Image Portrait of an Indigenous Australian man, c1790

TLF ID R4033

This is a portrait of an Indigenous Australian man from the Port Jackson (Sydney) area of New South Wales, created in about 1790 by an unknown artist. The man is shown from the waist up, standing with his back to the viewer and his head turned to the right-hand side. The man's facial features are exaggerated and his back and arm feature raised scars. Measuring 29.4 cm x 24.0 cm, the portrait was painted in gouache (watercolours mixed with gum).



Educational details

Educational value
  • This asset portrays a man with cicatrices (raised scars) - scars were mainly created during ceremonies, to mark initiation or the attainment of a particular age, or to raise a person's status; techniques used to produce these prominent marks varied, but commonly involved cutting the skin with a sharp shell or rock and rubbing ash or other substances into the cuts; the raised, pigmented patterns that resulted could be found on the chest, back, arms or legs.
  • It depicts a decorative armband - across Australia, such body ornaments were commonly made from shells, animal teeth, bones, bird feathers, animal fur and sinew.
  • It demonstrates the difficulty many European artists had in accurately recording the physical features of Indigenous Australians - it is likely that most of the convict artists were untrained, but even those with training had learnt to depict the human figure using classical marble statues as models; the British public revelled in stories of savagery in the faraway colonies, so convict artists sometimes intentionally exaggerated the facial features of their subjects in order to emphasise cultural and physical differences.
  • It is an example of gouache, a heavy, opaque watercolour paint that forms a reflective layer on the surface to produce rich, vividly coloured paintings - the term 'gouache' applies to both the paint itself and its method of application (it is used more thickly than traditional watercolours); rather than relying on the white of the paper to create highlights, as is done in the case of traditional watercolours, the gouache technique involves creating light tints by mixing white and colour.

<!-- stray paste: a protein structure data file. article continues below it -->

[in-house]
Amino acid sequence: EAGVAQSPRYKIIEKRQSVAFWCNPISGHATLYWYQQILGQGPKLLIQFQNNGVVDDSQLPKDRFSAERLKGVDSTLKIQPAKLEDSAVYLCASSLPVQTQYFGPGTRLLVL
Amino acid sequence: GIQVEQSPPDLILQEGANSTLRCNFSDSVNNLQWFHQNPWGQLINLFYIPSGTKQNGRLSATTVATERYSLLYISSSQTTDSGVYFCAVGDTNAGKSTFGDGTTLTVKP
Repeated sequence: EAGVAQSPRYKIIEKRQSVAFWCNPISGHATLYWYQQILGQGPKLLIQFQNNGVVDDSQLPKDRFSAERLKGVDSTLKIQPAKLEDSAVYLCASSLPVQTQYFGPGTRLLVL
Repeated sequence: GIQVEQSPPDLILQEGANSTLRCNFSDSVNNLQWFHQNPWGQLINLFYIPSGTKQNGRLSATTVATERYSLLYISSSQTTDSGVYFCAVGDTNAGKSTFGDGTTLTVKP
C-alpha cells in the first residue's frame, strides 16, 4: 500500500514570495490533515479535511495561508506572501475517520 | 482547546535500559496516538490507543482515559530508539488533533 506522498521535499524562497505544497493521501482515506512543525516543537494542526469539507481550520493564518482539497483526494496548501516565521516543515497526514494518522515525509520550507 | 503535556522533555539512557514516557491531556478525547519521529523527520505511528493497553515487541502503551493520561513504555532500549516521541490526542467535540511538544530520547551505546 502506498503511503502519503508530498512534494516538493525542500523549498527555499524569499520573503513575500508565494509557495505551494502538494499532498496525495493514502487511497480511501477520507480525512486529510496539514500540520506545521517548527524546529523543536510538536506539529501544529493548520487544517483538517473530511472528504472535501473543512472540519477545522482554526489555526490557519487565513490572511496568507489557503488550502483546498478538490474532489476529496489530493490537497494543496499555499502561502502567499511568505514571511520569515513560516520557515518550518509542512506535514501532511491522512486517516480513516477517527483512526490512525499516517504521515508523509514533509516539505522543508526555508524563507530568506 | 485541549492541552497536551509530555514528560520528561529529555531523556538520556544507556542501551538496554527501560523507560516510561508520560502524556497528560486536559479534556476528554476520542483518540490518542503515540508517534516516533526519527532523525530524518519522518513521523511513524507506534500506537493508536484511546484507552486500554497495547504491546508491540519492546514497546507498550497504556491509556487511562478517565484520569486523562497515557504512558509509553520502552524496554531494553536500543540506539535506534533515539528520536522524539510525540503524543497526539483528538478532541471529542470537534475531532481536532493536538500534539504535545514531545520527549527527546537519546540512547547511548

• It was painted by an unknown artist referred to as the 'Port Jackson Painter', who was one of the three main artists on the First Fleet - the other artists were George Raper, midshipman on the HMS 'Sirius', and Thomas Watling, a convict; the work of these three artists provides valuable information about the traditional way of life of Indigenous people in the Port Jackson (Sydney) area, changes resulting from British settlement, and some of the social exchanges between the two groups.

Other details

Contributors
  • Author
  • Person: Port Jackson Painter
  • Description: Author
  • Contributor
  • Name: National Library of Australia
  • Organization: National Library of Australia
  • Description: Content provider
  • URL: http://www.nla.gov.au
  • Name: Education Services Australia
  • Organization: Education Services Australia
  • Description: Data manager
  • Person: Port Jackson Painter
  • Description: Author
  • Copyright Holder
  • Name: National Library of Australia
  • Organization: National Library of Australia
  • Publisher
  • Name: Education Services Australia Ltd
  • Organization: Education Services Australia Ltd
  • Description: Publisher
  • Address: VIC, AUSTRALIA
  • URL: http://www.esa.edu.au
  • Resource metadata contributed by
  • Name: Education Services Australia Ltd
  • Organisation: Education Services Australia Ltd
  • Address: AUSTRALIA
  • URL: www.esa.edu.au
Access profile
  • Device independence
  • Hearing independence
Learning Resource Type
  • Image
Rights
  • © Education Services Australia Ltd and National Library of Australia, 2013, except where indicated under Acknowledgements